The African Airlines Association (AFRAA) expressed concern over rapidly rising cases of COVID-19 on the continent, warning that the rise in infection rates could see African nations slam the brakes on any relaxation of restrictions on commercial aviation.
The organization, which boasts 46 members accounting for more than 85% of total international traffic carried by African airlines, warned that poor financial performance by the continent's airlines in the first half of 2021 represented "a direct threat to the survival of the African aviation industry if the trend continues to the end of the year."
AFRAA said that the continent “continues to witness a significant increase in number of COVID-19 cases," adding: "The situation seems to be getting out of control, especially in South Africa where daily infection has now exceeded 15,000 cases. Some African governments are resorting to lockdowns again as a way to curb the surging COVID-19 infections and deaths. The Delta variant is indeed a threat to the safe and smooth reopening of borders.”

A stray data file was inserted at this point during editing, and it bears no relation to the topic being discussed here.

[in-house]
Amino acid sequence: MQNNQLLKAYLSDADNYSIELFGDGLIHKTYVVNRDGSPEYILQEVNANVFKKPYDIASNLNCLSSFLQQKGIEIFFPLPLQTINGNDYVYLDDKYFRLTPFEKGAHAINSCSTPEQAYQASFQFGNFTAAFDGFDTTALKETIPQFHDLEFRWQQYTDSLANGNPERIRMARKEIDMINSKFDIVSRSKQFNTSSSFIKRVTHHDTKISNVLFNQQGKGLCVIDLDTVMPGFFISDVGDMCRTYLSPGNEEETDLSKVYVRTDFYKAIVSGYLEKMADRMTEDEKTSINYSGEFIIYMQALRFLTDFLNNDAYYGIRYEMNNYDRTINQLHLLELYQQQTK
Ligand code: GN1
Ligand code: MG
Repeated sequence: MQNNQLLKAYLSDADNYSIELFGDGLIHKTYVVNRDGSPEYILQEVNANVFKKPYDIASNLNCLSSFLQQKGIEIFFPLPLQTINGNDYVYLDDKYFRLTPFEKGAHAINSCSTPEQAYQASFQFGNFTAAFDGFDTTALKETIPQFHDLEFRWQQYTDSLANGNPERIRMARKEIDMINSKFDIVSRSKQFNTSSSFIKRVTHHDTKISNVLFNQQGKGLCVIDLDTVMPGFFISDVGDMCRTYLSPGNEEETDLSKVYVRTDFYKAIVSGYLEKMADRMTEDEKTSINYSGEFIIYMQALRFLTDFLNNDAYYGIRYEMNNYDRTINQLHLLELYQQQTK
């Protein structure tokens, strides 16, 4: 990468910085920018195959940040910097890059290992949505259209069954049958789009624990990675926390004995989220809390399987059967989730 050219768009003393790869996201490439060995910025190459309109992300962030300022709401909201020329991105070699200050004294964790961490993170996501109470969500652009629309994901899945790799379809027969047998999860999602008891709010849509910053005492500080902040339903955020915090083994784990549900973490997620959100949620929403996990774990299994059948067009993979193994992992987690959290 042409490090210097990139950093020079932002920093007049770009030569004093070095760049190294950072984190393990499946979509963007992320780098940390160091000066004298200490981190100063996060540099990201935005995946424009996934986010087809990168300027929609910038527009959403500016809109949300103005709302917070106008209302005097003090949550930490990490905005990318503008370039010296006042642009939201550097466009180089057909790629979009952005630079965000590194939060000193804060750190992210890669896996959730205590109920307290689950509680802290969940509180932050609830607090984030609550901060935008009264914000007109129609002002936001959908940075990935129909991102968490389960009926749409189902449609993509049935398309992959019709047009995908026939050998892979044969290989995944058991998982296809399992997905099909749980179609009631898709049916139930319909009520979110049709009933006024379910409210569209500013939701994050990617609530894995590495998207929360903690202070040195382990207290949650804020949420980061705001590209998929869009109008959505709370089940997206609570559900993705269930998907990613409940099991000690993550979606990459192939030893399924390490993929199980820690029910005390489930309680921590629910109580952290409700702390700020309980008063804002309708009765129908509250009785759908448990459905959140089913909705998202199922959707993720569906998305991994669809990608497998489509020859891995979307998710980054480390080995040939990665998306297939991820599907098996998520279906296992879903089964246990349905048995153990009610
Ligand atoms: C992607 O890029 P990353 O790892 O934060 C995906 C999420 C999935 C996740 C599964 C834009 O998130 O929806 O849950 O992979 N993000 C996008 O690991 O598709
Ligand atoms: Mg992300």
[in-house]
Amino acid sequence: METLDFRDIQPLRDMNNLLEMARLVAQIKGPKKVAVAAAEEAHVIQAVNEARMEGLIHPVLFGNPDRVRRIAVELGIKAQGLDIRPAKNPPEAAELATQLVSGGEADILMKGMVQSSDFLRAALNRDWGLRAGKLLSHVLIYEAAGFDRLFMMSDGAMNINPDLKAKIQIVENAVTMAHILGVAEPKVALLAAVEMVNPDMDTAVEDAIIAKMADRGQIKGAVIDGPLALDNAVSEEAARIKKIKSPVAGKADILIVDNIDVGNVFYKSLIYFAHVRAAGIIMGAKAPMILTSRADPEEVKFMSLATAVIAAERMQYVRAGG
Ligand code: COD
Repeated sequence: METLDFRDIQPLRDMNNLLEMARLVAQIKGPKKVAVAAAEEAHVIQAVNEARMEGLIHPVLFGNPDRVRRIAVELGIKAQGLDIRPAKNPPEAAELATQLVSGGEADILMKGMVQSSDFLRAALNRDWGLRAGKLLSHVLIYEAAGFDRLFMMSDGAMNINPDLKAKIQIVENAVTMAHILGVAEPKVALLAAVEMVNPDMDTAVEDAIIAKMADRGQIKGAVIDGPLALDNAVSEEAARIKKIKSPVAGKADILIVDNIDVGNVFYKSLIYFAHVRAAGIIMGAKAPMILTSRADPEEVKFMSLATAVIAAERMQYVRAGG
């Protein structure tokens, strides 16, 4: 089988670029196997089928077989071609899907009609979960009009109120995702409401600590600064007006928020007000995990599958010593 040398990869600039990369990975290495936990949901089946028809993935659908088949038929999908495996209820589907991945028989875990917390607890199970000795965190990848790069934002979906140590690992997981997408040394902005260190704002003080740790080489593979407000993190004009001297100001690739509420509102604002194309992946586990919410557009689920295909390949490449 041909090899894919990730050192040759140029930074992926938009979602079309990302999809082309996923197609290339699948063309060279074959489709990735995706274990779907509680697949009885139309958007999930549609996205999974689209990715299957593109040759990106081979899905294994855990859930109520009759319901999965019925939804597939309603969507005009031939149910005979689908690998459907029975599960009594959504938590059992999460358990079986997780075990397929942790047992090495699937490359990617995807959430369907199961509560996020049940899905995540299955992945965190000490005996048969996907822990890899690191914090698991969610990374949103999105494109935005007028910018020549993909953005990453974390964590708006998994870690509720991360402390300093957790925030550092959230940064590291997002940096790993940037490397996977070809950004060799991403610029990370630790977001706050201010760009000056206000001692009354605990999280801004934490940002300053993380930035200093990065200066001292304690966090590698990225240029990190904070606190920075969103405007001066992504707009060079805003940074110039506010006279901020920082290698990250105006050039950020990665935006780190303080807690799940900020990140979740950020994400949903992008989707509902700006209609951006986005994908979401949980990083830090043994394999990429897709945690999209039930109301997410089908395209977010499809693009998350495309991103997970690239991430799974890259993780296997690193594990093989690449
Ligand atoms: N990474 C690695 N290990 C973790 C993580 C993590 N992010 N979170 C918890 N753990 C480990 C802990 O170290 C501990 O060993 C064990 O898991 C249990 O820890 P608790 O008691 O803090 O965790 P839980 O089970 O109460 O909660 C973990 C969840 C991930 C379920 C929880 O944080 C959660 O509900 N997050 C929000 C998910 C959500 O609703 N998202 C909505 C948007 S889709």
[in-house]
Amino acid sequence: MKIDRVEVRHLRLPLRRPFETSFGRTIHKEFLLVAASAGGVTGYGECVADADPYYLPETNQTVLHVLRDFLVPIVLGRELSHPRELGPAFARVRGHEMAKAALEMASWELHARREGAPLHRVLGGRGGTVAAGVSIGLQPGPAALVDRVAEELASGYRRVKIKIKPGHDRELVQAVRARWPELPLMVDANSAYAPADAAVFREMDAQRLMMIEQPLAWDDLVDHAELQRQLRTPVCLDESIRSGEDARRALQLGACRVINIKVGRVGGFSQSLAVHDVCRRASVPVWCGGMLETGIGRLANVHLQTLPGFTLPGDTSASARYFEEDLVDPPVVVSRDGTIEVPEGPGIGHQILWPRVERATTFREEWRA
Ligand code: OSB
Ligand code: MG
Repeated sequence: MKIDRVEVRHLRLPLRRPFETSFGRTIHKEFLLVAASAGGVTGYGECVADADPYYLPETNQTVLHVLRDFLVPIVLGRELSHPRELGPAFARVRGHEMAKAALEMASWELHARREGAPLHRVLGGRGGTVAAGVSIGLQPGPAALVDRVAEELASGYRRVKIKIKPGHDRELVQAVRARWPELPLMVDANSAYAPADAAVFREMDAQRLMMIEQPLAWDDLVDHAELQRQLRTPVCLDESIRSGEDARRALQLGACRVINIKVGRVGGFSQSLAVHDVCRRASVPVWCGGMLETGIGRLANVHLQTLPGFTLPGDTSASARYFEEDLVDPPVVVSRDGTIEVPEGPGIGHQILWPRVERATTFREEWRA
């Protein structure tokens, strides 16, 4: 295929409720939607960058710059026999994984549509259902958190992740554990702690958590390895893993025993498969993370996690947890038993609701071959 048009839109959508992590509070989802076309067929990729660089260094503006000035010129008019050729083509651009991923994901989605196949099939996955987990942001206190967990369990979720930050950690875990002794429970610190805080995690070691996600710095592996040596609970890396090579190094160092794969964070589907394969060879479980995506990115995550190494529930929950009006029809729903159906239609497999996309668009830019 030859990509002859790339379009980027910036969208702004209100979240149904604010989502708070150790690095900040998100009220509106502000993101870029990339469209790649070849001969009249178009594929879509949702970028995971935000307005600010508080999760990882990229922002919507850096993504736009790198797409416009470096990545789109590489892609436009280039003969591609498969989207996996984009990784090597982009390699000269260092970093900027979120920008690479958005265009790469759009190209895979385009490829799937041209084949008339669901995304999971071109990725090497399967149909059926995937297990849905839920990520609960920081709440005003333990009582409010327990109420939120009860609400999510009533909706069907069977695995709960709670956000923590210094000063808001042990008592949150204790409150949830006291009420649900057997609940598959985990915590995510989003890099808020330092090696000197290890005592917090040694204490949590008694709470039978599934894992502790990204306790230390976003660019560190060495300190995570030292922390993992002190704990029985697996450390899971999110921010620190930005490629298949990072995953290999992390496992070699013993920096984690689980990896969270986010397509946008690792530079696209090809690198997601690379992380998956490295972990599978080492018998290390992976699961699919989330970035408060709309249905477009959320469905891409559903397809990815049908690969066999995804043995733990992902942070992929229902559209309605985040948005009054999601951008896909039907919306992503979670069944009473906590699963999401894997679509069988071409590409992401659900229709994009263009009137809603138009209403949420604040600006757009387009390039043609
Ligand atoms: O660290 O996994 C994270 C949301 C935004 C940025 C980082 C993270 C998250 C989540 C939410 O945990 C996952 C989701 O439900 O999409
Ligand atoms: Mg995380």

Traffic statistics for July showed African airlines' passenger levels at just 42.9% of the same month in 2019. Capacity reached 53.7% of pre-COVID-19 levels in July.
AFRAA said that domestic markets across Africa continued to post the highest performance levels, with demand for domestic passenger travel significantly out-performing both intra-Africa and intercontinental flights.
On the brighter side, May 2021 saw a resumption of 62.5% of international routes compared to the pre-COVID-19 period. That recovery further improved to 72.7% in June and 74.7% in July.
“Some countries have been easing travel restrictions to facilitate the movement of people and tourists across borders. There is however concern that this positive trend may be reversed in subsequent months if the rate of COVID-19 infections continues to soar,” the organization said.
The worst-hit African nation was Mauritius, with the Indian Ocean island reporting a 98% drop in intra-African connectivity compared to February 2020.
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